BACKGROUND: Coronavirus induced disease 2019 (COVID-19) can be complicated by severe organ damage leading to dysfunction of the lungs and other organs. The processes that trigger organ damage in COVID-19 are incompletely understood. METHODS: Samples were donated from hospitalized patients. Sera, plasma, and autopsy-derived tissue sections were examined employing flow cytometry, enzyme-linked immunosorbent assays, and immunohistochemistry. PATIENT FINDINGS: Here, we show that severe COVID-19 is characterized by a highly pronounced formation of neutrophil extracellular traps (NETs) inside the micro-vessels. Intravascular aggregation of NETs leads to rapid occlusion of the affected vessels, disturbed microcirculation, and organ damage. In severe COVID-19, neutrophil granulocytes are strongly activated and adopt a so-called low-density phenotype, prone to spontaneously form NETs. In accordance, markers indicating NET turnover are consistently increased in COVID-19 and linked to disease severity. Histopathology of the lungs and other organs from COVID-19 patients showed congestions of numerous micro-vessels by aggregated NETs associated with endothelial damage. INTERPRETATION: These data suggest that organ dysfunction in severe COVID-19 is associated with excessive NET formation and vascular damage. FUNDING: Deutsche Forschungsgemeinschaft (DFG), EU, Volkswagen-Stiftung.


Subject(s)
Coronavirus Infections/pathology , Extracellular Traps/metabolism , Microvessels/pathology , Neutrophils/metabolism , Pneumonia, Viral/pathology , Thrombosis/metabolism , COVID-19 , Cells, Cultured , Coronavirus Infections/complications , Coronavirus Infections/metabolism , Endothelium, Vascular/metabolism , Endothelium, Vascular/pathology , Humans , Microvessels/metabolism , Neutrophils/pathology , Pandemics , Pneumonia, Viral/complications , Pneumonia, Viral/metabolism , Thrombosis/etiology , Thrombosis/pathology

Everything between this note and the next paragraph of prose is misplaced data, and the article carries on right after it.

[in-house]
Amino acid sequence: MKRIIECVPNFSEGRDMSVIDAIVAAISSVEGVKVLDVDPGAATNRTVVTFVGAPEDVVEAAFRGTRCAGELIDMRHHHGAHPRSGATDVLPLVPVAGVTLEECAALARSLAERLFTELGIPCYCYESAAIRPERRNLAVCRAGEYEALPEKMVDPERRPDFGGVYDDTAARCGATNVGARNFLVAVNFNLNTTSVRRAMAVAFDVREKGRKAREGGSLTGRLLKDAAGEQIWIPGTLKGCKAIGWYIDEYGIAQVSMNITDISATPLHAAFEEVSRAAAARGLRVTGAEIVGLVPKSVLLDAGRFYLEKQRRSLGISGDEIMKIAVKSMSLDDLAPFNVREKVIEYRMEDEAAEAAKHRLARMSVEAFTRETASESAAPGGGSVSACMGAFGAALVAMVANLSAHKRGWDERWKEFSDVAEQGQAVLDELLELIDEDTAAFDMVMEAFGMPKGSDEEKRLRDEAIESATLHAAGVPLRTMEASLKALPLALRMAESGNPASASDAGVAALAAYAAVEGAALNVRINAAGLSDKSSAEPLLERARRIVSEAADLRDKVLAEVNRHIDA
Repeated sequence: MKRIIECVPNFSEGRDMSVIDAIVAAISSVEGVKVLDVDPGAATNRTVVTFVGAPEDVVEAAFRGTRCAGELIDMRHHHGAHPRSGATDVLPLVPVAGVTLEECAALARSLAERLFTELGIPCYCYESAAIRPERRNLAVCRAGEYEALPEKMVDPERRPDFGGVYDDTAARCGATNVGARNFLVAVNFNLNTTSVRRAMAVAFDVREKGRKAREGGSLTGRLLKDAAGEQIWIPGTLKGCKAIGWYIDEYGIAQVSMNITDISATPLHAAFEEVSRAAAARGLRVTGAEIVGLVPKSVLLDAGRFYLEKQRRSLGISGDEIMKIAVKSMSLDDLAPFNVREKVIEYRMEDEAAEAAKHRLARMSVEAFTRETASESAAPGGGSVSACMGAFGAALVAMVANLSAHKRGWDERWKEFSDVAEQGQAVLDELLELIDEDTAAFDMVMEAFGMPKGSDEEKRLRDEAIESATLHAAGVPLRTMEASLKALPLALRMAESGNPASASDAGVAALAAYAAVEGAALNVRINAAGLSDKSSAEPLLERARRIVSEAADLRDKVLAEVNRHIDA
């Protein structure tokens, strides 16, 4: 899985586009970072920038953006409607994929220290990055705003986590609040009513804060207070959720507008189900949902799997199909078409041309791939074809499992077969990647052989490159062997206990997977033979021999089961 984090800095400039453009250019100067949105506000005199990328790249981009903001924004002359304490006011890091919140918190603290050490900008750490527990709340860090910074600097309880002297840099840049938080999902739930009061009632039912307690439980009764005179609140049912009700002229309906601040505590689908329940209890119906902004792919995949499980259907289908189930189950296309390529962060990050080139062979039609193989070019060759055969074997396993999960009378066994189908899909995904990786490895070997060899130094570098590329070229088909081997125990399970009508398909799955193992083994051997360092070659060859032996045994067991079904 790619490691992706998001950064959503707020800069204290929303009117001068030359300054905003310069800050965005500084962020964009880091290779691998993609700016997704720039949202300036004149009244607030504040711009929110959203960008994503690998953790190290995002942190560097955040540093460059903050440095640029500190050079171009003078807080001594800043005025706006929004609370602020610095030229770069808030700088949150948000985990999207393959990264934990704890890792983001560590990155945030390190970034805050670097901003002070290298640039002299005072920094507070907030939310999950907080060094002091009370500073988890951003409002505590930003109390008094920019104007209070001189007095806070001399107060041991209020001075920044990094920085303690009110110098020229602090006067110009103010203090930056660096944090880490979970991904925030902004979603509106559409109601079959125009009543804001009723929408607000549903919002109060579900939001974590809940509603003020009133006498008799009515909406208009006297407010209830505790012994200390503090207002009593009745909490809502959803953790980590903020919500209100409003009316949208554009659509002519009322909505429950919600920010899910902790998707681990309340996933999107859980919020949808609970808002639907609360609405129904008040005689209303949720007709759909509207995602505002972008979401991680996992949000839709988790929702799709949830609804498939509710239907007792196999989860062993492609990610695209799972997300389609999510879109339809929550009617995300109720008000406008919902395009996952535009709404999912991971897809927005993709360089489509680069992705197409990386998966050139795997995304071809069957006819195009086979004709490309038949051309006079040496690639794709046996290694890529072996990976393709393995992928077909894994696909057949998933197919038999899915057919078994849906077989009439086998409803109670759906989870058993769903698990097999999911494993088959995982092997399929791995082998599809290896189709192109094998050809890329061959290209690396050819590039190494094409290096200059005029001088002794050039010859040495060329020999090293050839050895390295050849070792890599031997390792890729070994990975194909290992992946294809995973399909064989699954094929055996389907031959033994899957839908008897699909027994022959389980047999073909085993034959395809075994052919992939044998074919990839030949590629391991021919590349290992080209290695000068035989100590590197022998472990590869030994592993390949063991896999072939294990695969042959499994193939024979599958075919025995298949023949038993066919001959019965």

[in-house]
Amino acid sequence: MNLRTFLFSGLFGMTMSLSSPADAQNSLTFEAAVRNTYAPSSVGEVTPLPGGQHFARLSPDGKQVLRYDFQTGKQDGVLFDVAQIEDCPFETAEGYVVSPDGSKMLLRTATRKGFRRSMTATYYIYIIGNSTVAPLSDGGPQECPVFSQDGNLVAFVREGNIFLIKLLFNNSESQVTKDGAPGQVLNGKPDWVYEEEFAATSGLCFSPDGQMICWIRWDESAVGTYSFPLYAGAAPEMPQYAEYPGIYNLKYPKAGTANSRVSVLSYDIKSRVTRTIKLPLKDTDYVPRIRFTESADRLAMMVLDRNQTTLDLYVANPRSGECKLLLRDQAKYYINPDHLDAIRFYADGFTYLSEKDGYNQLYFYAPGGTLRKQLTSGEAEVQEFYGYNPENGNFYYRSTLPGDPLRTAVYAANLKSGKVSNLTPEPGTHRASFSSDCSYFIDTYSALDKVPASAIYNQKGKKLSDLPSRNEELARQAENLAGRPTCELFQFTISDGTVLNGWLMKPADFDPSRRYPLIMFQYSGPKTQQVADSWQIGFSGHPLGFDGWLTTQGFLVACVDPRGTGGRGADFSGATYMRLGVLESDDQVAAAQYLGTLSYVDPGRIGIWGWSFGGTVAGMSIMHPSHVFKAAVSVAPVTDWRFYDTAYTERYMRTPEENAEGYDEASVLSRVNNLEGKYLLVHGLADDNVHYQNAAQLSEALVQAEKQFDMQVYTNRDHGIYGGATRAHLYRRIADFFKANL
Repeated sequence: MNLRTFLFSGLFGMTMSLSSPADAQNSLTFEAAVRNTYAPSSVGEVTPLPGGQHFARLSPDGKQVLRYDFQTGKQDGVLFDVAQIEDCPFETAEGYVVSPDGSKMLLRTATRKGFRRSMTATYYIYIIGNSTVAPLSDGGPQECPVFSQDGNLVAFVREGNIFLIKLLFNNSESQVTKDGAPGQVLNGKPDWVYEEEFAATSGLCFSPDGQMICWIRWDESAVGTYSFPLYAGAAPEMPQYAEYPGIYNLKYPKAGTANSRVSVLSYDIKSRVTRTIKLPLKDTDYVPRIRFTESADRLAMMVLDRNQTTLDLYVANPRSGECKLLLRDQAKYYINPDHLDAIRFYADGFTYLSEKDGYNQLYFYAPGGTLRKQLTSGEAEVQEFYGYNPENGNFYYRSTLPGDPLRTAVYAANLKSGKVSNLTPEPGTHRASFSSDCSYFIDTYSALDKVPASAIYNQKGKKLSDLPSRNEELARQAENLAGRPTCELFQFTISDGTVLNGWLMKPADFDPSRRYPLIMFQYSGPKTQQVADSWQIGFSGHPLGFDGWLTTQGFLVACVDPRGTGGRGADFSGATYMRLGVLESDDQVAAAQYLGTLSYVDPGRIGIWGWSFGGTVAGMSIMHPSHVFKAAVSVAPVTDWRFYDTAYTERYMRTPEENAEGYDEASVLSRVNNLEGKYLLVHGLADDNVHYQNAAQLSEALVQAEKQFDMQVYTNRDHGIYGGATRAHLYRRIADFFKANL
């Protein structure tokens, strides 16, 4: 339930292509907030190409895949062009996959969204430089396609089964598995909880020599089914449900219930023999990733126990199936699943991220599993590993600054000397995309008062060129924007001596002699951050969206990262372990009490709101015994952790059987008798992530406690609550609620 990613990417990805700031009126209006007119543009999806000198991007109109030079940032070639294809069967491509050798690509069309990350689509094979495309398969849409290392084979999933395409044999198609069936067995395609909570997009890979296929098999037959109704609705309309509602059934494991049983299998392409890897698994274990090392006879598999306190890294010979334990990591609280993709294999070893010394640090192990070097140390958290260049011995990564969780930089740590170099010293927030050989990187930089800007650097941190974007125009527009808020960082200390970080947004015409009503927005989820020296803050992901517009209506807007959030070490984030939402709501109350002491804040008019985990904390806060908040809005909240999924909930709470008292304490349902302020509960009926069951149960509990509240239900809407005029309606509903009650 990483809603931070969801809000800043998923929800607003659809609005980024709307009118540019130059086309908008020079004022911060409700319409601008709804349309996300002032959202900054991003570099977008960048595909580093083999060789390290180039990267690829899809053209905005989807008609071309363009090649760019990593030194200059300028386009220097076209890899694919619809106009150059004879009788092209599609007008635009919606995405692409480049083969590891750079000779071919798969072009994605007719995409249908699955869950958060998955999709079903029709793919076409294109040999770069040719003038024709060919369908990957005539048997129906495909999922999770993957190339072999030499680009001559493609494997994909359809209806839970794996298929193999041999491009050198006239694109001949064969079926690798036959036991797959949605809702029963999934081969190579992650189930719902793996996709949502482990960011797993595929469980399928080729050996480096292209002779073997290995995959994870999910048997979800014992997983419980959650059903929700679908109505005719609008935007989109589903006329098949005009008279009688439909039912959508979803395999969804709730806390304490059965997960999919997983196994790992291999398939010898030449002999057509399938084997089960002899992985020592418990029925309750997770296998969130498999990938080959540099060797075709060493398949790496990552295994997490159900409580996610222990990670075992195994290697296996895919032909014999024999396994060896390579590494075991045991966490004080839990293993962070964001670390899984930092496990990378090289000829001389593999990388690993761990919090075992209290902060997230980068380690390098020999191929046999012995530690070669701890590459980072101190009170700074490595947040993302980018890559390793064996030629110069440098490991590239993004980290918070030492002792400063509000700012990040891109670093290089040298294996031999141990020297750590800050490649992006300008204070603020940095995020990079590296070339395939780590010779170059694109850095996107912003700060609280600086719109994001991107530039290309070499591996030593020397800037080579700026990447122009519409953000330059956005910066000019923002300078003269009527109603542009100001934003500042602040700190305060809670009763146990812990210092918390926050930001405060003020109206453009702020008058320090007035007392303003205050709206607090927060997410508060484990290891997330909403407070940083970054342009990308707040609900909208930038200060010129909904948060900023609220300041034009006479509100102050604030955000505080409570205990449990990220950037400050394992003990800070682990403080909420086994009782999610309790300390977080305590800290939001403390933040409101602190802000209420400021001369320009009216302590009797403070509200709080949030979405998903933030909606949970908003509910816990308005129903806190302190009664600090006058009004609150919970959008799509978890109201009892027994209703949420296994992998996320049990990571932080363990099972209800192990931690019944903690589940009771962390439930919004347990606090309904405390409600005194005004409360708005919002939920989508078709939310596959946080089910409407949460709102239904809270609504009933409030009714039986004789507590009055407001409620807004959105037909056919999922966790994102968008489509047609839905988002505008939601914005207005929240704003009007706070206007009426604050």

12.
Front Pharmacol ; 11: 870, 2020.
Article in English | MEDLINE | ID: covidwho-615558

ABSTRACT

There is an urgent need for new therapeutic strategies to contain the spread of the novel coronavirus disease 2019 (COVID-19) and to curtail its most severe complications. Severely ill patients experience pathologic manifestations of acute respiratory distress syndrome (ARDS), and clinical reports demonstrate striking neutrophilia, elevated levels of multiple cytokines, and an exaggerated inflammatory response in fatal COVID-19. Mechanical respirator devices are the most widely applied therapy for ARDS in COVID-19, yet mechanical ventilation achieves strikingly poor survival. Many patients, who recover, experience impaired cognition or physical disability. In this review, we argue the need to develop therapies aimed at inhibiting neutrophil recruitment, activation, degranulation, and neutrophil extracellular trap (NET) release. Moreover, we suggest that currently available pharmacologic approaches should be tested as treatments for ARDS in COVID-19. In our view, targeting host-mediated immunopathology holds promise to alleviate progressive pathologic complications of ARDS and reduce morbidities and mortalities in severely ill patients with COVID-19.